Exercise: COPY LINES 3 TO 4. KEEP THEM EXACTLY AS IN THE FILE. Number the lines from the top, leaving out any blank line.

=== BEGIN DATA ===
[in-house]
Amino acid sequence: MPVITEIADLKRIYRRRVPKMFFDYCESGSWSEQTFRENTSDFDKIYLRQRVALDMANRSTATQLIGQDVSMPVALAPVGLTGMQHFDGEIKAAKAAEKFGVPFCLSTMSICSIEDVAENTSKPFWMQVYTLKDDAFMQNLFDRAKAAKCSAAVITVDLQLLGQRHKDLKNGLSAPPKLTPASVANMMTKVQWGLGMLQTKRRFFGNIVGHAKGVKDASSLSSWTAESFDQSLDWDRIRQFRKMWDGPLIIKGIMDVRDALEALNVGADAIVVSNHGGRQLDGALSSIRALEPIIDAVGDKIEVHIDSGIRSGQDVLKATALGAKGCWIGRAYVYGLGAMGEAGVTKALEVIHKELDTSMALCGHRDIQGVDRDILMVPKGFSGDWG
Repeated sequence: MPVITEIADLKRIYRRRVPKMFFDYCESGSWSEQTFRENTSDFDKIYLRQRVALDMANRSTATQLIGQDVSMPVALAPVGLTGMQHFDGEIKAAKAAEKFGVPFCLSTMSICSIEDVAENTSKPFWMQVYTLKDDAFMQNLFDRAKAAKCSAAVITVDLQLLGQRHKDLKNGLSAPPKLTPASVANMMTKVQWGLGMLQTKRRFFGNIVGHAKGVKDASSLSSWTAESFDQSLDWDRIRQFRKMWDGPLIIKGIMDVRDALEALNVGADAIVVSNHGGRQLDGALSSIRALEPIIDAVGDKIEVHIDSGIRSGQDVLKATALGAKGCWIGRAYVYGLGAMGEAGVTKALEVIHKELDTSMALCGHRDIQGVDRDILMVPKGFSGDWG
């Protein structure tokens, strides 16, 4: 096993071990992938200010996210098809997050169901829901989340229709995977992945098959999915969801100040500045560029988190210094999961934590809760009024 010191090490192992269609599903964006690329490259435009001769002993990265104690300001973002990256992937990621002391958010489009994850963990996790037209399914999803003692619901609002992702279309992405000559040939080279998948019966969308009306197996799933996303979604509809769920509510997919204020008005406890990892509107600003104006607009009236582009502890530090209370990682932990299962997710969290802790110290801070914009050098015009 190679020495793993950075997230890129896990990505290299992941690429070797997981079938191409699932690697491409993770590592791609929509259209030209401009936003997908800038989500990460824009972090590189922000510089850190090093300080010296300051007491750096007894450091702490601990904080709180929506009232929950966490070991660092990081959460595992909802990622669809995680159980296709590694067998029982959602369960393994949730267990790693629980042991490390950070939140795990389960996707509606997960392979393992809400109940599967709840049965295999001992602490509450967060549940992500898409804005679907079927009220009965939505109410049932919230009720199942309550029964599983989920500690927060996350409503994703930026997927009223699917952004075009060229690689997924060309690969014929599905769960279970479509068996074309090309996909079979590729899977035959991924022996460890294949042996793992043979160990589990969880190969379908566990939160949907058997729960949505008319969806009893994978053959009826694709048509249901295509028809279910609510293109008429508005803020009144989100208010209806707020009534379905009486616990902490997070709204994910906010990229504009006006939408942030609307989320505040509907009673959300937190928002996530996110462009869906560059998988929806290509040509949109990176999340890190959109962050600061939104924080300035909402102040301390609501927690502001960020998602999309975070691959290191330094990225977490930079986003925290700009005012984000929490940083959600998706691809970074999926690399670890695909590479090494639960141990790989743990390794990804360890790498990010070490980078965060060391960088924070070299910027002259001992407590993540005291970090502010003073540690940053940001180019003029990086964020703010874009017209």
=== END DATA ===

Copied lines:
Repeated sequence: MPVITEIADLKRIYRRRVPKMFFDYCESGSWSEQTFRENTSDFDKIYLRQRVALDMANRSTATQLIGQDVSMPVALAPVGLTGMQHFDGEIKAAKAAEKFGVPFCLSTMSICSIEDVAENTSKPFWMQVYTLKDDAFMQNLFDRAKAAKCSAAVITVDLQLLGQRHKDLKNGLSAPPKLTPASVANMMTKVQWGLGMLQTKRRFFGNIVGHAKGVKDASSLSSWTAESFDQSLDWDRIRQFRKMWDGPLIIKGIMDVRDALEALNVGADAIVVSNHGGRQLDGALSSIRALEPIIDAVGDKIEVHIDSGIRSGQDVLKATALGAKGCWIGRAYVYGLGAMGEAGVTKALEVIHKELDTSMALCGHRDIQGVDRDILMVPKGFSGDWG
């Protein structure tokens, strides 16, 4: 096993071990992938200010996210098809997050169901829901989340229709995977992945098959999915969801100040500045560029988190210094999961934590809760009024 010191090490192992269609599903964006690329490259435009001769002993990265104690300001973002990256992937990621002391958010489009994850963990996790037209399914999803003692619901609002992702279309992405000559040939080279998948019966969308009306197996799933996303979604509809769920509510997919204020008005406890990892509107600003104006607009009236582009502890530090209370990682932990299962997710969290802790110290801070914009050098015009 190679020495793993950075997230890129896990990505290299992941690429070797997981079938191409699932690697491409993770590592791609929509259209030209401009936003997908800038989500990460824009972090590189922000510089850190090093300080010296300051007491750096007894450091702490601990904080709180929506009232929950966490070991660092990081959460595992909802990622669809995680159980296709590694067998029982959602369960393994949730267990790693629980042991490390950070939140795990389960996707509606997960392979393992809400109940599967709840049965295999001992602490509450967060549940992500898409804005679907079927009220009965939505109410049932919230009720199942309550029964599983989920500690927060996350409503994703930026997927009223699917952004075009060229690689997924060309690969014929599905769960279970479509068996074309090309996909079979590729899977035959991924022996460890294949042996793992043979160990589990969880190969379908566990939160949907058997729960949505008319969806009893994978053959009826694709048509249901295509028809279910609510293109008429508005803020009144989100208010209806707020009534379905009486616990902490997070709204994910906010990229504009006006939408942030609307989320505040509907009673959300937190928002996530996110462009869906560059998988929806290509040509949109990176999340890190959109962050600061939104924080300035909402102040301390609501927690502001960020998602999309975070691959290191330094990225977490930079986003925290700009005012984000929490940083959600998706691809970074999926690399670890695909590479090494639960141990790989743990390794990804360890790498990010070490980078965060060391960088924070070299910027002259001992407590993540005291970090502010003073540690940053940001180019003029990086964020703010874009017209």